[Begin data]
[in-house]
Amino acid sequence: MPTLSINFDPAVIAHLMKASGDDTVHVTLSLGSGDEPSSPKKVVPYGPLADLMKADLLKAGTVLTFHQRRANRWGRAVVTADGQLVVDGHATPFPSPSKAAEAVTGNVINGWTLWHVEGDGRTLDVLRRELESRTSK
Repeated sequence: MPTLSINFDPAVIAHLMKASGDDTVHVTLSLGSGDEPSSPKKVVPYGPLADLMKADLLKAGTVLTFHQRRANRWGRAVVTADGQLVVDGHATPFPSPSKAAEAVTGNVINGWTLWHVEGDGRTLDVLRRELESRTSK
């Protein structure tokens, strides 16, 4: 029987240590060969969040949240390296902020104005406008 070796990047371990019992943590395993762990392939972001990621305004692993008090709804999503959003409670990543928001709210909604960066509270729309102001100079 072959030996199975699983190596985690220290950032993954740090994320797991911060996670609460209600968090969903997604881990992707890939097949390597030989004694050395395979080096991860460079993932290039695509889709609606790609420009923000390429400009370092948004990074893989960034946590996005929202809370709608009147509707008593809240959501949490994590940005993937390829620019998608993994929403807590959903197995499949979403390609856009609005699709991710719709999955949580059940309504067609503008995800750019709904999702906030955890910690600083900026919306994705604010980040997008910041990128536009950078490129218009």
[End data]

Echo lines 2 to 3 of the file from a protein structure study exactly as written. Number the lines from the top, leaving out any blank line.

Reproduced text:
Amino acid sequence: MPTLSINFDPAVIAHLMKASGDDTVHVTLSLGSGDEPSSPKKVVPYGPLADLMKADLLKAGTVLTFHQRRANRWGRAVVTADGQLVVDGHATPFPSPSKAAEAVTGNVINGWTLWHVEGDGRTLDVLRRELESRTSK
Repeated sequence: MPTLSINFDPAVIAHLMKASGDDTVHVTLSLGSGDEPSSPKKVVPYGPLADLMKADLLKAGTVLTFHQRRANRWGRAVVTADGQLVVDGHATPFPSPSKAAEAVTGNVINGWTLWHVEGDGRTLDVLRRELESRTSK